You put together a great ensemble cast in this film. What was the biggest challenge of bringing such a talented group together?
I've worked with ensembles quite a bit in my time, but this was the biggest and most stressful. It was because of the schedule juggling and less to do with the different personalities. Everyone on board were serious actors genuinely excited about the project, and they fired off one another like in a play where everyone is reacting to each other onstage. There was a communal aspect to it, like a family; everyone raised their game because of that interaction. That's when you know they're not just interested in the spotlight-it doesn't have to be on them the whole time. It was a nightmare when dealing with their schedules, though. These are working actors who are very busy.
The theme of good versus evil is present throughout the film, and it's never depicted in a black or white manner, especially where religion is concerned.
I tried to find a matter-of-fact authenticity wherever I could, and shooting the film in the South, in Atlanta, I noticed in the gang unit that most of the guys were very religious. When facing such extreme situations, sometimes people lean on certain beliefs that help rationalize that chaos. I was intrigued by that and how there are two sides of the fence; doing things in the name of religion can sometimes be very dangerous. I find that morality, when it comes to extreme action and violence, is never black and white, but religious dogma sometimes does tend to make things black and white. That's why I tried to present, on one level, how these high ethical codes are leaned on to help justify actions, and in the end you can see how damaging and compromised those actions really are. I really wanted to get those layers across. I don't believe that life is black and white, especially when it comes to high stakes and serious moral dilemmas, and when it comes to violence there is no true victor-everyone is tainted by that experience. I wasn't trying to single out anyone in particular-when depicting law enforcement, a lot of them turned to Christianity, and the pecking order of the world's top organized crime association used to be the Italian Mafia, who were Catholic, and today it is the Jewish Russian mob. It's all very well documented, and I didn't want to cast an aspersion on any religion. It's just trying to be truthful to those specific characters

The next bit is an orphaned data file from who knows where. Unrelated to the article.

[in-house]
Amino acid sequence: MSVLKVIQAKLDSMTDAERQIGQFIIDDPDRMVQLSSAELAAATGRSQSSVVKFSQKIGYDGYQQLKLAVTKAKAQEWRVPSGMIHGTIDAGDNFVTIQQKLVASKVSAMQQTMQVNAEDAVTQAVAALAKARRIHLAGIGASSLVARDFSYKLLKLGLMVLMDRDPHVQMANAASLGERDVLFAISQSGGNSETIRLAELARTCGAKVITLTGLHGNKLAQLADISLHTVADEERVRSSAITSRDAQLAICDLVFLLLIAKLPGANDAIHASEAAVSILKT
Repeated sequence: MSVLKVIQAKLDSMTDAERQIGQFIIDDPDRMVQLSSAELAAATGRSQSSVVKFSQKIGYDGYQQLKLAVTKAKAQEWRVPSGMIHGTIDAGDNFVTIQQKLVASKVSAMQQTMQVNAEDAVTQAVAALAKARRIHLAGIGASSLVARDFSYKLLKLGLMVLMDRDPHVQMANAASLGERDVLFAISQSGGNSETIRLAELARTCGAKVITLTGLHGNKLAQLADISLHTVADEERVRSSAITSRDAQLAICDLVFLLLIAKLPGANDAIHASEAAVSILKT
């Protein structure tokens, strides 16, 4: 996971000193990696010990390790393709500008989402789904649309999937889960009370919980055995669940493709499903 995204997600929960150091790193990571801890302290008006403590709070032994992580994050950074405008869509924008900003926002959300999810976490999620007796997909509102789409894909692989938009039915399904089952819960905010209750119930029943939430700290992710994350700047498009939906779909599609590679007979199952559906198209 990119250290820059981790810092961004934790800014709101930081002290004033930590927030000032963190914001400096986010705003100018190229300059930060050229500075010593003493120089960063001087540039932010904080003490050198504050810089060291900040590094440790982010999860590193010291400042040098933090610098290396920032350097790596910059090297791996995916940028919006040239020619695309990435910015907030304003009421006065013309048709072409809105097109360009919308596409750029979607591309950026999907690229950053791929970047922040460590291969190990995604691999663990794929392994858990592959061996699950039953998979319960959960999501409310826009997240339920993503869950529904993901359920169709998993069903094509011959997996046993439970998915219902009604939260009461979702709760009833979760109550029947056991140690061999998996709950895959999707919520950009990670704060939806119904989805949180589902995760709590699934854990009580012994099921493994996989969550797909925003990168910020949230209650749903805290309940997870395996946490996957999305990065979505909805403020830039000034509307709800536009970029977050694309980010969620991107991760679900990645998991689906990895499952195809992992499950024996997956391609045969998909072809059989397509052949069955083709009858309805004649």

What sort of films have inspired your career as a filmmaker the most?
I've been very influenced by world cinema, but the reason I'm comfortable working in America is my love of genre films. I love the type of films that test characters and the great American genres like westerns and crime films-to me they reached a high point in the '70s when they mixed the skill set of the studio system with the maverick film school students that were influenced by world cinema. It was a hotbed of creativity that has now been going on in TV over the past 10 years or so. For me the '70s were like the renaissance following the golden years of Hollywood that spanned from the 1940s to the '60s. It was definitely the high-water mark.